Reflection for Sunday – September 6, 2020

Readings: Ezekiel 33:7-9; Romans 13: 8-10; Matthew 18: 15-20
Click here to download a PDF of this homily.
Preacher: Sr. Joan Sobala

To wear a mask or not? To shop at a business or not? To go to a restaurant or church or not? To send my children to school or not?

During this scary, wearying pandemic, mixed messages come to us from a variety of sources. Do we develop the attitude that says: ”Don’t tell me what to do!” or do we cooperate in all the ways possible to damp down and clamp down the spread of the insidious virus?

Somewhere between the private, individual decisions we make and the mandates that come from regional and national governments, there is the place of the community in our lives. No matter who we are, we belong to each other. We help shape others. They help shape us.

Many of us continue to live out our faith tradition in a convinced, searching and serious way. We are not alone in this. The late civil rights icon John Lewis shaped his life as a member of the Beloved Community. His conviction took him to the streets and the battering by those filled with hatred of black and brown people. To his death, belonging to the Beloved Community kept John Robert Lewis faithful.

Today’s readings give us three ways of acting in life with moral depth, discipline, forgiveness and reconciliation. There are others, of course, but these three appear in today’s liturgy. These are hard concepts, enfleshed in communities of discipleship. We have seen these ideas lived out poorly or not at all. Sometimes we have seen them lived out magnificently. They are essential ingredients to our living through this pandemic.

First of all, watchfulness.

Ezekiel, we hear today, was appointed watchman over the House of Israel. When all was not well with the community, when an enemy threatened, he was to call out a warning to the people. Ezekiel was not called upon to intervene, to see that all people acted according to the warning. He was only to announce the impending danger. Some might equate the watchman with a whistleblower. But a whistleblower points the finger of blame. The watchman calls all to pay attention to his message.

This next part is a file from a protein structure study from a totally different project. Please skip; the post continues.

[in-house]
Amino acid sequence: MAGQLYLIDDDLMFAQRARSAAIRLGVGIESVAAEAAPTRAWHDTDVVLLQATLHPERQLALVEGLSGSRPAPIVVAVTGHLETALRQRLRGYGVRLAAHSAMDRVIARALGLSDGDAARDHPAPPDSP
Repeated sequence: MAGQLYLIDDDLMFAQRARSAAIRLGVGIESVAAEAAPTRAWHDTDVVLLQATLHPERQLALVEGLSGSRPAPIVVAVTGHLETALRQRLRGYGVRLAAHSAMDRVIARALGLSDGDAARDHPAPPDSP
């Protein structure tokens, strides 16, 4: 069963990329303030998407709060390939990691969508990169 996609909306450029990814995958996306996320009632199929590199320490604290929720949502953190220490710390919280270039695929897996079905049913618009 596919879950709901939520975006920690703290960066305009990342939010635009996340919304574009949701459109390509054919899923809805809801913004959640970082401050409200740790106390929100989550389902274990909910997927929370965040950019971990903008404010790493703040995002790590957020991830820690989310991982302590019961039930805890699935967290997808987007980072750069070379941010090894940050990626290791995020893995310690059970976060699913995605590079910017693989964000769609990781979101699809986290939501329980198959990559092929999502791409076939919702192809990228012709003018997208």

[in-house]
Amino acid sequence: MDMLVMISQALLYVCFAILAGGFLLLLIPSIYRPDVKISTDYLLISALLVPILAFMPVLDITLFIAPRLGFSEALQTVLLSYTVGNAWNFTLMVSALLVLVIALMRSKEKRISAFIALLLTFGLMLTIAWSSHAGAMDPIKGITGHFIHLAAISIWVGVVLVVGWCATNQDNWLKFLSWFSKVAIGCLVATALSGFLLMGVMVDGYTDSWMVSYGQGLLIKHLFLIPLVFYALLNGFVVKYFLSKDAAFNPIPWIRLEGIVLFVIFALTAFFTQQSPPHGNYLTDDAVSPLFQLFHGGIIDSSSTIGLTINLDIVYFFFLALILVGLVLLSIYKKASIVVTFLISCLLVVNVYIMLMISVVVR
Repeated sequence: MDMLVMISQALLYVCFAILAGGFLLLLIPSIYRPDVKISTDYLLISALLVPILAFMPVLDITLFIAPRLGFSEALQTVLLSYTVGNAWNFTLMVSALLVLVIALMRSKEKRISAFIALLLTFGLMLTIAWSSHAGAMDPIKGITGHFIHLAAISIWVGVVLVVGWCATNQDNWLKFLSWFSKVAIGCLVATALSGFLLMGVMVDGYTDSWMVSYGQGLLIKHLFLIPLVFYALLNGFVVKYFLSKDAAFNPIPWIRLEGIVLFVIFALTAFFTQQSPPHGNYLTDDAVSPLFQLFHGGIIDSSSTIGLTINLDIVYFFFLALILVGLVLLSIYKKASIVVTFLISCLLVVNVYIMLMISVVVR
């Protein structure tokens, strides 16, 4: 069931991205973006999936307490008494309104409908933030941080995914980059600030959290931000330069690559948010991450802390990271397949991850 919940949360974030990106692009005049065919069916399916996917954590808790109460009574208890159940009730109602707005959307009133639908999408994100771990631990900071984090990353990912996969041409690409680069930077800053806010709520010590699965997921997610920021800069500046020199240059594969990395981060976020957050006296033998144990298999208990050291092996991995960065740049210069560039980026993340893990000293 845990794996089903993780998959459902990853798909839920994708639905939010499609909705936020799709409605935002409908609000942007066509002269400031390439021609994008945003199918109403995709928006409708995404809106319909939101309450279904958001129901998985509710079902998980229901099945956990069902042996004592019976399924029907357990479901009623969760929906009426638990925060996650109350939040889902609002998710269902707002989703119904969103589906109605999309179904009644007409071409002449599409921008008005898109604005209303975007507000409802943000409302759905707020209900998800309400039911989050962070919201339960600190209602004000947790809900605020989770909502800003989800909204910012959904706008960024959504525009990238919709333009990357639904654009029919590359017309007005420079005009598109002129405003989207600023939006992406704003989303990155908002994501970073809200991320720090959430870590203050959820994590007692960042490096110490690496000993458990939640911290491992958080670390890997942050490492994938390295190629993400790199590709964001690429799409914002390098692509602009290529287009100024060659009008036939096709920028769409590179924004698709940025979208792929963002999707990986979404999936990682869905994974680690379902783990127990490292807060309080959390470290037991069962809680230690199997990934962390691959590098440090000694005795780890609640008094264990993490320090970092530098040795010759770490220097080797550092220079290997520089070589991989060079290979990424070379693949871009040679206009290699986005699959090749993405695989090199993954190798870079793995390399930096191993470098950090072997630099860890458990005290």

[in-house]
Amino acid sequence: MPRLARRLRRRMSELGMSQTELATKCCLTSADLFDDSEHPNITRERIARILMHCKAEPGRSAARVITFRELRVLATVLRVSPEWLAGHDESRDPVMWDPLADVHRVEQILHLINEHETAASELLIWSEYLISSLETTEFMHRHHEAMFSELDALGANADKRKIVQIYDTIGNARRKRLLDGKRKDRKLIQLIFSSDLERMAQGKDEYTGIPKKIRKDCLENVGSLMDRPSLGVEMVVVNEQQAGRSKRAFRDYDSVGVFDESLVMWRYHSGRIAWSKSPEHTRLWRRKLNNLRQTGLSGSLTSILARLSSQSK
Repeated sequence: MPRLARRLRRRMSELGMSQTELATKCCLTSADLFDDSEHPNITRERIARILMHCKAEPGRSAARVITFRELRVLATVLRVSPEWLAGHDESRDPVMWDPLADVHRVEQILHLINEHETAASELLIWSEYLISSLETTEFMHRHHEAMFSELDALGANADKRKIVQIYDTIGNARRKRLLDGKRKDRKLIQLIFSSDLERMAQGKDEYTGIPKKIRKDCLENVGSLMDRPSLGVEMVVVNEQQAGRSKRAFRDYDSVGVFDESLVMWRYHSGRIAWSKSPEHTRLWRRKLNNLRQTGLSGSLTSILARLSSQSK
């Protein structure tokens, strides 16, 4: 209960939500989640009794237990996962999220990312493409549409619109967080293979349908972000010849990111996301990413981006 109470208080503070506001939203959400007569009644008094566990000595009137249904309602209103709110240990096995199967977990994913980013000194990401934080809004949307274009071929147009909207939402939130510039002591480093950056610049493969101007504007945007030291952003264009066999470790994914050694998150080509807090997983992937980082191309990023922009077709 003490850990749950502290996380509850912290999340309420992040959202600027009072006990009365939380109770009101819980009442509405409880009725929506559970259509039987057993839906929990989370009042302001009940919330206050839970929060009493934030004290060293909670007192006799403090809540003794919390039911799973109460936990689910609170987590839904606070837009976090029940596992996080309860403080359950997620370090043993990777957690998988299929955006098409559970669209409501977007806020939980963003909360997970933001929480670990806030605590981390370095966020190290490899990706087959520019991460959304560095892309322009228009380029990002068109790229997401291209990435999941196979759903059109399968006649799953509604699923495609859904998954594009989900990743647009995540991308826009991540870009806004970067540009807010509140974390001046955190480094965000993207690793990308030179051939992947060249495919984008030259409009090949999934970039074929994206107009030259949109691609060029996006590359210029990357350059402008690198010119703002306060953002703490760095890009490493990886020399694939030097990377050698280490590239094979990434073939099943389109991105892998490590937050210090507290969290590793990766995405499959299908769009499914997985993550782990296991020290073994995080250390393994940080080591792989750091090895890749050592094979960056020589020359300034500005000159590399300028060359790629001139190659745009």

Warning family, friends, neighbors, colleagues, the public about the dangers of certain activities and false assumptions, upside down values and policies does not endear us to others.

Still, none of us can escape the difficult task of warning others.
Each of us lives with the disturbing question, “If you knew there was danger, why didn’t you sound the alarm?”

How do we sound the alarm in the community so as to be really heard?
With sensitivity.

Care is needed when we approach another with a warning. How do we talk with others about the infections and dysfunctions among us? In today’s Gospel, Jesus asks us—urges us—to proceed , not with anger and condemnation but with loving care. We have only to look on out television screens to see examples of ill-chosen words or gestures, unspoken assumptions that drive people away—even those we love. Sensitivity makes a difference, but even that doesn’t always work. People are tempted to separate from one another in times of stress, leaving an empty place in the community.

Jesus goes on in the Gospel with a cryptic comment: “Treat (the one with whom you are at odds) as you would treat a Gentile or tax collector.”
Our first impulse is to hear this statement as the final expulsion of the offender from the community. In fact, that is how this passage has been interpreted in history. Excommunicate the unbending one.

From the Magi on, Jesus spent time and energy with Gentiles as well as with tax collectors. Some left Jesus’ presence fed, healed, still beyond the community, but loved from afar. Others followed him in faith.
Toward Gentiles and tax collectors alike, Jesus showed only mercy. Not pity. Mercy. We can do no less.


Paul tells us in Romans today: Owe no debt to anyone except the debt that binds us to love one another.

What is that debt? What do we really owe to one another by being disciples of the Risen Lord, bound together in the Body of Christ.

Mercy is the third thing we owe others in a debt of love—a mercy that does not condemn but touches gently, like a summer breeze.

So is there a limit to the care we have for our brothers and sisters in this critical time, especially if they don’t want to be reconciled to the community?

These three things rule no one out. In whatever way we can, let us embrace one another in Jesus’ name and never ever give up hope.

Sr. Joan Sobala, SSJ
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